*       *       *       *       *



         DOUBLE WALL HIVES FOR WINTERING AND THE FINN BEE HIVE.


It will be observed that we have among our advertisements, one of the
Finn Bee Hive. In receiving this, we feel it a duty to state frankly our
opinion of the matter, and then if the parties think we should, we will
cheerfully return the $1.00 they have paid us for this one insertion. Of
course what we say here must only be taken for our own opinion, and in
the matter of selling rights we may have been unduly severe. In matters
of this kind it is a very safe rule to ask ourselves if we are honestly
doing as we would be done by.

If Messrs Keyes & Finn made hives for sale such as they advise and sold
them for a fair price, there could certainly be no wrong, for very many
bee-keepers of late stoutly affirm that bees do winter safely in hives
well protected, on their summer stands, while those side by side, not so
protected, perish. In order to show both sides of the question, we give
the following:

  They are stowed away in boxes parked with straw. Kept good in that
  way winter of ’72 and ’73, all that were packed early. Those that
  were packed in Jan. of same winter died, though stronger in bees and
  honey.

                              W. S. LUNT, Fostoria, O. Jan. 5th, 1875.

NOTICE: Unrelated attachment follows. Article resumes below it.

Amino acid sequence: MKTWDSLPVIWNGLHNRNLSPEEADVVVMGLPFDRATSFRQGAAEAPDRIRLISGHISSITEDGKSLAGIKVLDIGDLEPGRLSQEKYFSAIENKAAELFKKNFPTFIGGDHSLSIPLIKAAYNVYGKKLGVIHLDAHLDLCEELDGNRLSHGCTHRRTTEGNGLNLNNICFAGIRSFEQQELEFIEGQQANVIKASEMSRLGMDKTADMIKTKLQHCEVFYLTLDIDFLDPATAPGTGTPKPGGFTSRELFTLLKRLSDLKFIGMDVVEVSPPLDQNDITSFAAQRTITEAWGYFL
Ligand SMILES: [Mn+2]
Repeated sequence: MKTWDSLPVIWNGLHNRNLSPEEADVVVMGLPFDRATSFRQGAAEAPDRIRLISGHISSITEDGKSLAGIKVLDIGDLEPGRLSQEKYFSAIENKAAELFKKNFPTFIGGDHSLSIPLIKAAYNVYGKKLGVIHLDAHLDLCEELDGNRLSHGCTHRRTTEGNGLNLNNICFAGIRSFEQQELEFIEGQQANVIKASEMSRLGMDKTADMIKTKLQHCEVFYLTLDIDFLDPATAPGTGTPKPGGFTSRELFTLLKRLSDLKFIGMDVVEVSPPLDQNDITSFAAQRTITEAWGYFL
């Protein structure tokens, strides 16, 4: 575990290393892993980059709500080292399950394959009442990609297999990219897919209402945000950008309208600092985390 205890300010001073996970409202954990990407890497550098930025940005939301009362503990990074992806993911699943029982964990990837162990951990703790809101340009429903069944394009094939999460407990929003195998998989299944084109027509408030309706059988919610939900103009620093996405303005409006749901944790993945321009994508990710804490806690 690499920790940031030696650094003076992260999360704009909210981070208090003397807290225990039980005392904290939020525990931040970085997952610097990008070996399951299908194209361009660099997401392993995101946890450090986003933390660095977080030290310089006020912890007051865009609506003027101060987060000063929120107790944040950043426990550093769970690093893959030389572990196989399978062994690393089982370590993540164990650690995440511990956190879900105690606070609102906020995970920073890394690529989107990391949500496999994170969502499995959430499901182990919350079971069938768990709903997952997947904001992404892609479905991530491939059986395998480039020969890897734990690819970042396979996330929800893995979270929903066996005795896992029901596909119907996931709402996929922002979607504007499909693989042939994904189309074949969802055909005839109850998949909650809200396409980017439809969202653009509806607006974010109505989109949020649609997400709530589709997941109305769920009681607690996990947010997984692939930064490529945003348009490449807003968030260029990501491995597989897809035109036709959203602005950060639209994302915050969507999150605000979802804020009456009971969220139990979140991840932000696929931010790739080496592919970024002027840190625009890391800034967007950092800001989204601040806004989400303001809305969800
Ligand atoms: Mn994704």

*       *       *       *       *

  At present, Feb. 10th, 38° below zero. I put 28 hives in the cellar
  and have lost one. They are too cold, temperature varies from 29 to
  34°. I would prefer 42° as nearly as possible to keep them. I put up
  20 in rough boxes on summer stands, boxes six inches larger than
  hives, filled in with shavings. I have wintered so two years and
  never lost any. They seem in fine condition but it is quite
  expensive—cost me $15.00 to put up the twenty hives but think it
  pays well. Would like to have them all put up in the same way. One
  of my neighbors had three stocks in box hives and has lost them all,
  think the loss will be quite severe in this vicinity.

                                LEWIS KELLY, Smyrnia, Ionia Co., Mich.

                  *       *       *       *       *

  Having had the pleasure of a visit to the Apiary of J. S. Hill &
  Sons, near Mt. Pleasant, I will, with your permission, Mr. Editor,
  say a few words in regard to it. Any one entering their bee yard can
  see at first glance that there is the best of order, system and
  management. It contains 85 large Langstroth hives completely storm
  and weather proof, adapted alike to the storms and zero cold of
  winter, and the broiling sun of July and August. Perfect ventilation
  with no possible chance of a draft of cold air on the bees, and no
  danger of moisture of frost in the hive to give the bees the
  dysentery.

  Mr. Hill having years ago been convinced that cellar wintering would
  not do in our changeable climate, has given a great deal of thought,
  time and attention to the business of out-door wintering; that he
  has made it a success, is proven by the fact that his loss in the
  past four or five years, has been very light, in fact scarcely any
  loss at all; while others all around him lost heavily. He manages to
  get them through winter, strong in numbers and is not troubled with
  colonies dwindling down in spring and deserting their hives, as did
  so many the past two years where they had been wintered in cellars